I think Harris would agree with this assessment. For instance, in her discussion of free will, she acknowledges that the “brain, as a system, does have a type of free will … in that it makes decisions and choices on the basis of outside information, internal goals, and complex reasoning.” This sounds like a description of physical consciousness. Harris simply does not accept (or acknowledge) that the physical “system” she describes is all there is, and that subjective experience is just a part of this system. Now, once we throw dualism away, this physical system can be further divided into two distinct physical parts: (1) brain processes that cause behavior without conscious awareness (tics, for example), and (2) brain processes associated with conscious awareness. The question then becomes, can conscious neuronal processes affect behavior, or are they somehow isolated from the unconscious processes? I believe the answer is obvious, but let’s test some intuitions.
Imagine you’re attending a tech company’s unveiling of a new humanoid robot. This robot’s head is encased in transparent plastic, allowing you to see the complex array of electronic circuits powering its “brain.” Multi-colored LED lights are embedded throughout this circuitry, and they show exactly which circuits are active at any given time. The robot’s default mode is to wander slowly around the room while avoiding obstacles. But if you say the robot’s name out loud, it will respond and start interacting with you. You notice that when the robot simply moves around, only a few blue lights are active inside its head, but when the robot interacts with someone, numerous green lights begin to flicker.
You reasonably deduce that the green flickering lights identify the circuits responsible for the robot’s complex interactive behavior, and that only a modest portion of the circuitry is needed to guide the robot around the room. Now, gauge your reaction if someone declares, I bet those green light circuits do not affect the robot’s interactions—they’re just passively monitoring its behavior without doing anything. You might think this is possible, but you would want a thorough explanation of such seemingly grotesque engineering. Why create a whole bunch of complex circuitry for nothing? And you would want proof that removing all this circuitry will not affect the robot’s functionality.
Further, if you claim that physical consciousness does not affect behavior, you would have to agree to a myriad seeming absurdities, such as the following:
- My conscious desire to bake a cake for my child’s birthday had nothing to do with my subsequent act of purchasing flour and sugar and then baking a cake.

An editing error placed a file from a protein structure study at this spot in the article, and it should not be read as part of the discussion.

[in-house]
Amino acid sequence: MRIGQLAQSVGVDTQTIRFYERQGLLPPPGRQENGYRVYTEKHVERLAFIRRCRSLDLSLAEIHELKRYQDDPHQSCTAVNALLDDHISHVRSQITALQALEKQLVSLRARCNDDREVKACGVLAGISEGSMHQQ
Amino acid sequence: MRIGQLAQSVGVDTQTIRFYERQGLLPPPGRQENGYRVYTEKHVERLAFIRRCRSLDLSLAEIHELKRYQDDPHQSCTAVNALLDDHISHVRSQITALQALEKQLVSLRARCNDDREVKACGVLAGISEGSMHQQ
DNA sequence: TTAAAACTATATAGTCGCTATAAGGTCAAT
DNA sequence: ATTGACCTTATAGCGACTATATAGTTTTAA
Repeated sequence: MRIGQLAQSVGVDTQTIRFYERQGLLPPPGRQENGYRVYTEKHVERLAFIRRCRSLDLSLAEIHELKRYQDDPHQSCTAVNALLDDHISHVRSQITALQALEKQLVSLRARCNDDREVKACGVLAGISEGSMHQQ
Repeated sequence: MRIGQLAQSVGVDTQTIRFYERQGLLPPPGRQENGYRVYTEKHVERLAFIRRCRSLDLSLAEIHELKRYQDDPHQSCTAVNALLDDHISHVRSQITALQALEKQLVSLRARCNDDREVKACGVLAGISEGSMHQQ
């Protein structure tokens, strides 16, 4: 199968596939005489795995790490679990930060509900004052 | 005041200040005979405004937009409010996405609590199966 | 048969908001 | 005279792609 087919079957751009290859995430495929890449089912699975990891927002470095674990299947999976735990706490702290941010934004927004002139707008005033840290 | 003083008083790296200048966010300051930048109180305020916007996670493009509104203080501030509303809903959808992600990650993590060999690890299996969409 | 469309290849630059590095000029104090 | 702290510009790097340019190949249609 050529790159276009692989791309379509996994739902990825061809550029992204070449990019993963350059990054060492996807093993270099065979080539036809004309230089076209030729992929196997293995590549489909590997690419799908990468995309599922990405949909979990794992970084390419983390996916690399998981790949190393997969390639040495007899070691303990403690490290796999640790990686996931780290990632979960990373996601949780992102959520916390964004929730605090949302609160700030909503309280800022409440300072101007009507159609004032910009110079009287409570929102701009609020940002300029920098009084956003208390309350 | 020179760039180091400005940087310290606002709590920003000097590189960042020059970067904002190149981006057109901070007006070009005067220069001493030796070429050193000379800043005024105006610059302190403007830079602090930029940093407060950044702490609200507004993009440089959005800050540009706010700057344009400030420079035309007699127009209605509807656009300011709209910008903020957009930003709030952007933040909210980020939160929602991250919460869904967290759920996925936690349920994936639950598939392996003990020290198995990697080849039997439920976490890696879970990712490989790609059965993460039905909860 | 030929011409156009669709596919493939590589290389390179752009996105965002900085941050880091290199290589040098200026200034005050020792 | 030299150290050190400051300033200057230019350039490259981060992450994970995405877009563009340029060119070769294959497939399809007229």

- My conscious examination and contemplation of a test question had nothing to do with my answering it correctly.
- My sudden conscious recall on the way to work that I forgot my briefcase had nothing to do with my turning around, going back home and retrieving the briefcase.
You would have to conclude that the above actions were caused solely by subliminal brain processing of unknown origin, not any conscious desires or thoughts. If this sounds implausible, we’re on the same page.
Even if we set aside our intuitions, there is no shortage of scientific proof that the brain circuitry responsible for consciousness plays a big role in behavior. Indeed, we need look no further than the Libet-like experiments cited by Harris. In these experiments, she explains, “subjects watch a special clock and, according to an instrument similar to the second hand on a traditional clock, mark the exact moment they decide to move.” So, for these experiments to work, the subjects have to accurately report their own subjective experience. We must conclude, then, that it is the subject’s experience that caused the behavior of reporting it. Otherwise, we couldn’t trust the results of the experiment—we wouldn’t know when the actual experience occurred. And we cannot say that the reporting itself caused the experience, since we know that many conscious experiences occur without being reported. In other words, you must have a conscious experience in order to accurately report having it (unless you’re a philosophical zombie, and even then, you’d be lying!), but you need not do anything to have a conscious experience. Again, Harris would likely agree; she poignantly observes that one should not be able to think and talk about consciousness without first experiencing it.